by Thu Van
Recently when I asked a relative about the use of digital devices in her home, she invited me to dinner. "What a coincidence!" she said. "Come, I have something special to announce tonight," she said, not revealing what it was.
When I arrived, the table was set. A yellowish light made the home look cozy and sweet. The smell of the food was also entrancing, so I sat down expecting an ideal dinner. Well, it was not so.
When we took our seats at the table, my relative and I began to talk while eating. But her husband and 17-year-old daughter, Lan, stayed silent.
Lan was eating while looking at the screen on her iPhone, gliding her fingers around continuously, unaware of us looking at her. Meanwhile, the husband kept his eyes pinned on the television. Sometimes Lan giggled uncontrollably. At other times, she pouted or frowned.
"Lan?" her mother said.
"Yes?" Lan answered, not looking up.
"Honey?" my relative said to her husband.
"Uh huh?" he replied, still staring at the TV
"We're going to take a technology sabbath every day from now during meal time," she said.
"A what?" Lan looked up. Her husband turned around, looking at her.
"A technology sabbath," her mother said, "which means none of us can use our phones, or iPads, or even the TV during meal time."
"But why?" Lan cried out, dropping her phone to the table.
"So that we can talk to one another again, like before," she said, looking serious.
My relative, a 49-year-old woman, decided on banning electronic devices at the dinner table after noticing that family members rarely talked to one another. After dinner, Dad and daughter went to their rooms, often still toying with digital devices.
I think my relative's idea is brilliant because she's willing to go against the tide of pressure to endlessly watch displays from the electronic world. She is like a doctor trying to heal her family. And she is determined dinner is not going to be stolen by technology any more.
As life becomes busier, most families only manage to have one meal together - dinner. However, with the development of TV, smart phones, then tablets, many complain that the meal is overwhelmed by outside influences.
"My husband can't keep his eyes off his smart phone during dinner. He has many excuses for doing so, such as checking the price of a new camera," said Minh Phuong, a friend of mine.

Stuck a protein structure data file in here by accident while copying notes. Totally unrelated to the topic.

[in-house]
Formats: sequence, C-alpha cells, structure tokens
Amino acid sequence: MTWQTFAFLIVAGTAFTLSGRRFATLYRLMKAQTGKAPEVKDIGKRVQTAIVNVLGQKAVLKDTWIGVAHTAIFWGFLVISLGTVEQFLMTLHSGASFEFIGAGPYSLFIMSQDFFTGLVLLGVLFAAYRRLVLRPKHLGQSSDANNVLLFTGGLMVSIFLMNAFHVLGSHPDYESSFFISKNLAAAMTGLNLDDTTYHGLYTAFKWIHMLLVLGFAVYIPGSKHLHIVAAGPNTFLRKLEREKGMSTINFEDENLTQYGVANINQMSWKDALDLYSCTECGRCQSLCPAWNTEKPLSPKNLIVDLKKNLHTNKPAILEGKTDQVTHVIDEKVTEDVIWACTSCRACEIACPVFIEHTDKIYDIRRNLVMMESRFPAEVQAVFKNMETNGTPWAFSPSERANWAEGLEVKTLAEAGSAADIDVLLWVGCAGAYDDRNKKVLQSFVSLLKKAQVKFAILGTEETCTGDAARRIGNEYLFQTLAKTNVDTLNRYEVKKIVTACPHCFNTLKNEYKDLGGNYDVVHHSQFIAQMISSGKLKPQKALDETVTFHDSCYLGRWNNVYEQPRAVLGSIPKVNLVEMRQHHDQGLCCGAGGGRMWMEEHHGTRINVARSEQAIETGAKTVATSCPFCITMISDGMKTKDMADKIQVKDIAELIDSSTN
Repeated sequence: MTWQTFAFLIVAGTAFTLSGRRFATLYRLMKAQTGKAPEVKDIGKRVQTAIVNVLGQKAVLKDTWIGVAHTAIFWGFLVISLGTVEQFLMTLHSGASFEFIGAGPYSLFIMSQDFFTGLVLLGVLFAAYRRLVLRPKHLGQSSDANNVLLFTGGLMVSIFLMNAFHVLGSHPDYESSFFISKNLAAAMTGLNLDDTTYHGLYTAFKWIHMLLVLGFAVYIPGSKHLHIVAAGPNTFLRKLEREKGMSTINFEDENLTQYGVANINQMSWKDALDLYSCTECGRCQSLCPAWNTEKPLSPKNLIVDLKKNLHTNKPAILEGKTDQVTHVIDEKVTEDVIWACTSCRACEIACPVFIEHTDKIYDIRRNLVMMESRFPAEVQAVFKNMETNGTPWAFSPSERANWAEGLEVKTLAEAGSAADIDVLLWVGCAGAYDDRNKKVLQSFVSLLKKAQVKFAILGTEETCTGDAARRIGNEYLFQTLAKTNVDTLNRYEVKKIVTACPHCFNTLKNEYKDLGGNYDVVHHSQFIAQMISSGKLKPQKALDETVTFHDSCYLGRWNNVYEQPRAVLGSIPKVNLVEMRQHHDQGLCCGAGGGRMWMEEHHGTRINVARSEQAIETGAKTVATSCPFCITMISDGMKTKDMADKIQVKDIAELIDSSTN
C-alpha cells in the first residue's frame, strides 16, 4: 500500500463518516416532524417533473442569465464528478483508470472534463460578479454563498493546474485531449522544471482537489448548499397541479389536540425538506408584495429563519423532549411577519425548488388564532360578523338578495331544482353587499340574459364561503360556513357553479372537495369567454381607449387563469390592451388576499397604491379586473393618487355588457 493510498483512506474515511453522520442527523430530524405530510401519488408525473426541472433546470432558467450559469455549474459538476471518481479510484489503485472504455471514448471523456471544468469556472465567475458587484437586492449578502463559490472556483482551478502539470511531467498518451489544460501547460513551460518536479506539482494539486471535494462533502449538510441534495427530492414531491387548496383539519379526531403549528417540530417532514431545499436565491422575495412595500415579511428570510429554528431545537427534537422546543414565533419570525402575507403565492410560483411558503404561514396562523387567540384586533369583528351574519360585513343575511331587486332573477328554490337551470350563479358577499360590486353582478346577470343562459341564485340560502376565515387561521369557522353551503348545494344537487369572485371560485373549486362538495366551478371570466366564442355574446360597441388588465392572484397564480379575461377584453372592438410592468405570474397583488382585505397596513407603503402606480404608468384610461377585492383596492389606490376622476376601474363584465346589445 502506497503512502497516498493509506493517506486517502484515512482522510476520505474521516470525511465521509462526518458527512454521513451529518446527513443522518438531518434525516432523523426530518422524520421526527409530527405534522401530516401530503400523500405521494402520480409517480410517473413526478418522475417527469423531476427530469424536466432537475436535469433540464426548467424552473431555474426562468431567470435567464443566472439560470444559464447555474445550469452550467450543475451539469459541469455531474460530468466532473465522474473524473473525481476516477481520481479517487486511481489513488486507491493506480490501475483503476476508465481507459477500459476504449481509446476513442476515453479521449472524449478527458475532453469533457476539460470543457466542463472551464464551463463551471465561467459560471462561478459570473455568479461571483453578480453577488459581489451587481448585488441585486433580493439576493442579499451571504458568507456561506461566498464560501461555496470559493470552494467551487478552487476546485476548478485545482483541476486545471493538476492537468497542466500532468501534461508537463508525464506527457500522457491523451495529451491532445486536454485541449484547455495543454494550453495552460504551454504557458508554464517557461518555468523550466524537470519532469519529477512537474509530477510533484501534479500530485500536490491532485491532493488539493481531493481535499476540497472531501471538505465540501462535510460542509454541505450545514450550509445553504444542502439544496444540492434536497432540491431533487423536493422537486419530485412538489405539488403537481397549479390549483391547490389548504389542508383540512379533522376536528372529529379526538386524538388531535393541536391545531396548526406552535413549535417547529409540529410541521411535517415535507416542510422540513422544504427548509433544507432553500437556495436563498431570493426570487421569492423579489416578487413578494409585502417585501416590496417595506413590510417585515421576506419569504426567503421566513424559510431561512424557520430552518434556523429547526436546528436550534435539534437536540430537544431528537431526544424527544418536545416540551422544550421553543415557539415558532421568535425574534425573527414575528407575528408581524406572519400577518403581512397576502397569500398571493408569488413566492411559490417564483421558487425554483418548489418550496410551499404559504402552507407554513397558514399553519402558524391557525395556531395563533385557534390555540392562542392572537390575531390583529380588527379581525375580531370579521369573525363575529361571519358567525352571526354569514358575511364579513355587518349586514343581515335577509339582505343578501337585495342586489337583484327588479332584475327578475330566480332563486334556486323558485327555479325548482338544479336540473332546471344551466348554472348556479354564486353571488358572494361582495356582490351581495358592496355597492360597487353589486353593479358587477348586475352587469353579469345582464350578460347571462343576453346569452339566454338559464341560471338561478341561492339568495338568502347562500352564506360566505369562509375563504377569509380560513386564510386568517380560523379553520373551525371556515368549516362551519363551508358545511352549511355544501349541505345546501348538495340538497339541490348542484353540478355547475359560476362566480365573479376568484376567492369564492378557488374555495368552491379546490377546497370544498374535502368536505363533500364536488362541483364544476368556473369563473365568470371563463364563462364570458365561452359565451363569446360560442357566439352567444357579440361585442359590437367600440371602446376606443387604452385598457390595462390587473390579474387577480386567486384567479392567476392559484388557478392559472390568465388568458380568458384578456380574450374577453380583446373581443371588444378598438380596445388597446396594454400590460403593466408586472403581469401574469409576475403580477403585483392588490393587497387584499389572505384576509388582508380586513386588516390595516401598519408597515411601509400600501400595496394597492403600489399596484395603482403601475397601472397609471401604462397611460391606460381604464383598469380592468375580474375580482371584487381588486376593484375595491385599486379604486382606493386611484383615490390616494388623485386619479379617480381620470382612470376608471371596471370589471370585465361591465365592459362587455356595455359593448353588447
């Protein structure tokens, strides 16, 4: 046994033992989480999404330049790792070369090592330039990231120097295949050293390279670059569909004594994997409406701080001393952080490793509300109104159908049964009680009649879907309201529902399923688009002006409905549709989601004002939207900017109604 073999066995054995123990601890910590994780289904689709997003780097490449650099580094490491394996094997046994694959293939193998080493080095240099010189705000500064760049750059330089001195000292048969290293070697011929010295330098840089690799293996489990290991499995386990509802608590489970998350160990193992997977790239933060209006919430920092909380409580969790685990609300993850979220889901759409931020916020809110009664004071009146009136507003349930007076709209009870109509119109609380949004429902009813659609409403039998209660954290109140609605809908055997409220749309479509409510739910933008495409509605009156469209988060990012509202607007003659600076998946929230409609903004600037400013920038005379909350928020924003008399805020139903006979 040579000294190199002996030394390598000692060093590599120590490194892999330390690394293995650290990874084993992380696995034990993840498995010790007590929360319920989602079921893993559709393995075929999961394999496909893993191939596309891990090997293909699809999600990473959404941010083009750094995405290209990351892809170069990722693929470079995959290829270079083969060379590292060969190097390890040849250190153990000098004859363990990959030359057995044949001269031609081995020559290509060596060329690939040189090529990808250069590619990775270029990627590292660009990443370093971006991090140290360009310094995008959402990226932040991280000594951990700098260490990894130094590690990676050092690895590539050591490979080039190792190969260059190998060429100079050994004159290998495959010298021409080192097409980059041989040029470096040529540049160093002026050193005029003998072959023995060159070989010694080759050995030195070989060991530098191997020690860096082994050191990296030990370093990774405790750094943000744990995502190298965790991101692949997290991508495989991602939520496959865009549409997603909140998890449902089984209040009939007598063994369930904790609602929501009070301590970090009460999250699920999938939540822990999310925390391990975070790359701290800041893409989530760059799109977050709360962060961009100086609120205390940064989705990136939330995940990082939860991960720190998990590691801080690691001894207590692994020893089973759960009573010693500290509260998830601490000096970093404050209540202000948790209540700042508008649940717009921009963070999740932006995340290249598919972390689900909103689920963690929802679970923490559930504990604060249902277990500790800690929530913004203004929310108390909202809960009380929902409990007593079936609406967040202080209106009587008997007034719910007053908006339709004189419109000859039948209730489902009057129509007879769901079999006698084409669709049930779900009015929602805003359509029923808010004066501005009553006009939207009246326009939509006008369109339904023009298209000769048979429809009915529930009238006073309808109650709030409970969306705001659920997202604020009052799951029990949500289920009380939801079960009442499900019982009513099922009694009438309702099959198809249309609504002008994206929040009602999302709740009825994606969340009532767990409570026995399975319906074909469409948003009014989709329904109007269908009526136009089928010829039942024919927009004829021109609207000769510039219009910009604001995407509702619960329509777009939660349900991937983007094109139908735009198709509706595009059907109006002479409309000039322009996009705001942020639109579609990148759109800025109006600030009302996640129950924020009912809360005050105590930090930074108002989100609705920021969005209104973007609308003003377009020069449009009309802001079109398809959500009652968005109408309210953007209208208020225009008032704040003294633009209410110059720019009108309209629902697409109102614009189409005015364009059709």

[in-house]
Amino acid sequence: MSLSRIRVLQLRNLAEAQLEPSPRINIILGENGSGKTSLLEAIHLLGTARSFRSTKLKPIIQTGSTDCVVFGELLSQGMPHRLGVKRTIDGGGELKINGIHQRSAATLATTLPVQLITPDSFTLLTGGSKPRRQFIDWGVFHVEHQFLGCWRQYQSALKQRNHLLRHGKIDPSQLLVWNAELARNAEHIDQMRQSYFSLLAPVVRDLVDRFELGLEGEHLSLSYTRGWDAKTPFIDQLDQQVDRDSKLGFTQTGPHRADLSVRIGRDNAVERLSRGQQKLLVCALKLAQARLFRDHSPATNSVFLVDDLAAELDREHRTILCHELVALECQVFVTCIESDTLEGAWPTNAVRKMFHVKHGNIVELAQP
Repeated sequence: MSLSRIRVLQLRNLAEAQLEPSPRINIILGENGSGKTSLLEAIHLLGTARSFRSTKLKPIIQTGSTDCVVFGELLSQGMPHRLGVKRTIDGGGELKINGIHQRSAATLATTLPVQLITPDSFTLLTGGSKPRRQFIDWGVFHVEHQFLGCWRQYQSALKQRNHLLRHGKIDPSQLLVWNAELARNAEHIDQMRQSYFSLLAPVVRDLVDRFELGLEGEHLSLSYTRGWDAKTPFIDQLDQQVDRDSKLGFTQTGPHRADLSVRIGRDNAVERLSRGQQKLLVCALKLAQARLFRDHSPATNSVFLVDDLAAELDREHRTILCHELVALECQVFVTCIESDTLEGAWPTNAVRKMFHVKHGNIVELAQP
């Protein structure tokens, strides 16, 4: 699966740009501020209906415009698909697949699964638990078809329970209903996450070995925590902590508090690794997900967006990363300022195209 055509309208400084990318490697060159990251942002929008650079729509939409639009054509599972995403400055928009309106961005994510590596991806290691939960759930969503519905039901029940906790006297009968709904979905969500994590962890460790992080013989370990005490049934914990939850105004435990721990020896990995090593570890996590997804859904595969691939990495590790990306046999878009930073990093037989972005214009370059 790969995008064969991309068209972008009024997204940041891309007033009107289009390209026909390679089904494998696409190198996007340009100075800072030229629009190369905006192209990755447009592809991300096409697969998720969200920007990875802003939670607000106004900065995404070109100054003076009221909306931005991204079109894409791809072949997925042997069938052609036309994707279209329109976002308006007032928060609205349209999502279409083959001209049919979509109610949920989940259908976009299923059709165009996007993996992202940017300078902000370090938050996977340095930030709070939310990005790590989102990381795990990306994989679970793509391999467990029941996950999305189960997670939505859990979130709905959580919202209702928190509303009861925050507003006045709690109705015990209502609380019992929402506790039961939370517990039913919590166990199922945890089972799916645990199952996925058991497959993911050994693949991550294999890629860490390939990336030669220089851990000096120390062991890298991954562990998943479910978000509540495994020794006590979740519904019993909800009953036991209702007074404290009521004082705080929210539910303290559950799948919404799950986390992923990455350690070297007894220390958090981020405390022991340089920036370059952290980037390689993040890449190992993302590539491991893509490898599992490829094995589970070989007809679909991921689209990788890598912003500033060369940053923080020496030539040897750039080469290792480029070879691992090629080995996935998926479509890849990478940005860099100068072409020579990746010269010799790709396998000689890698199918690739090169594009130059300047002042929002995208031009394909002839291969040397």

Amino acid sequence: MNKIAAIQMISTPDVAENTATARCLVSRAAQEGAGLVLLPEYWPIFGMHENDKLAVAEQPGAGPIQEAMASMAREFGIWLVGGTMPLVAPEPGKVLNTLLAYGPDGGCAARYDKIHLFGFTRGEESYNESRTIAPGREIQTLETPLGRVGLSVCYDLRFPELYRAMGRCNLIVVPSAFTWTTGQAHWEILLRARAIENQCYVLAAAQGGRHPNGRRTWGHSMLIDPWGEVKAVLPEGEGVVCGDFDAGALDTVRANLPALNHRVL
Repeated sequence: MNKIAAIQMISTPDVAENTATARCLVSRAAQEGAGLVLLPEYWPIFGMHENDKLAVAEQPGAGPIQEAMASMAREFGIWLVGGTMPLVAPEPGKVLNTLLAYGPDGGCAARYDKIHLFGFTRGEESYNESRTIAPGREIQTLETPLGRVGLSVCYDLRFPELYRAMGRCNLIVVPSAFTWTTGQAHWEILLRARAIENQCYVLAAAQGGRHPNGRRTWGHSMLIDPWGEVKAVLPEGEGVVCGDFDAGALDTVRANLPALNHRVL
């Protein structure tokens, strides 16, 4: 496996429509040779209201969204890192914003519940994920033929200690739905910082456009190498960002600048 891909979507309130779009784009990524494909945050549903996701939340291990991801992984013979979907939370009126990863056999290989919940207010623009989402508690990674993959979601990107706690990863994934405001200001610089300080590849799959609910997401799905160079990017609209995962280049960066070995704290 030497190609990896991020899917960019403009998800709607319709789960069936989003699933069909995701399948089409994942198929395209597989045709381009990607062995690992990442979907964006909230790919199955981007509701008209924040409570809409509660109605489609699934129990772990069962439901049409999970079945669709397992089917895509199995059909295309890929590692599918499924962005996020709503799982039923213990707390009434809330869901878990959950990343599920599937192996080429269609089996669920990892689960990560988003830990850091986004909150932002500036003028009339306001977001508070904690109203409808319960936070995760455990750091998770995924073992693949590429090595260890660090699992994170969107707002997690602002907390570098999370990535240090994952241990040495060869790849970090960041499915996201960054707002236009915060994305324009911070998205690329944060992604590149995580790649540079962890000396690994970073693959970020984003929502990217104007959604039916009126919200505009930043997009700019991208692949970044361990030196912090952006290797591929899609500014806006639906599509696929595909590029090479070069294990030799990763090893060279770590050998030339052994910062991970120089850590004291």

"But it was even worse when we lived in our previous house as we did not have a dining room. My husband would sit by his computer and ask me to bring his dinner to him," Phuong said.
Recently the American Academy of Paediatrics released recommendations that parents should ban electronic media during meal times and before bedtimes to restore connections between family members.
"If you go to any restaurant, Family 3.0 is Mom and Dad are on their devices and the kids are on theirs," Donald Shifrin, a paediatrician in Washington and also an academy spokesman told the Wall Street Journal. "Who is talking to each other?"
In the United States, young people often rent their own apartments by the age of 18 because family relations are much looser than in Asian countries, where two or three generations of a family live together. But when an American doctor has to make such strong recommendations, shouldn't we also be concerned?
Many of us recall with nostalgia how dinner time used to bring our families together at the end of the day. Mum and Dad spoke about how good or bad their days were, children explained why their T-shirts were covered in oil paint, and actually made eye contact while they spoke. Dinner time was a time to converse, a time to laugh, a time to share, a time to connect. It's a tradition.
Shouldn't we Vietnamese be worried about the disappearance of such a bonding tradition? More explicitly, shouldn't we be worried about letting our families drift apart on their own "technology boats"?
Family implies a deep relationship. But to have such a relationship, you have to spend time and focus on each other's needs and achievements. And you can't focus when one part of your mind is wandering around an on-line shopping website, on-line newspapers or on-line game.
Technology relates more to the future. Families relate to what is happening now. When you unplug your iPad at meal times, you'll find yourself much happier debating with your son what creatures may live on Mars, while exchanging big smiles with your partner.
As for my relative's technology sabbath plan, it went pretty well. One week after that meal, she said everyone had started enjoying dinner time more than ever. "We talk to each other more, and we now seem like a family. It feels right," she said. — VNS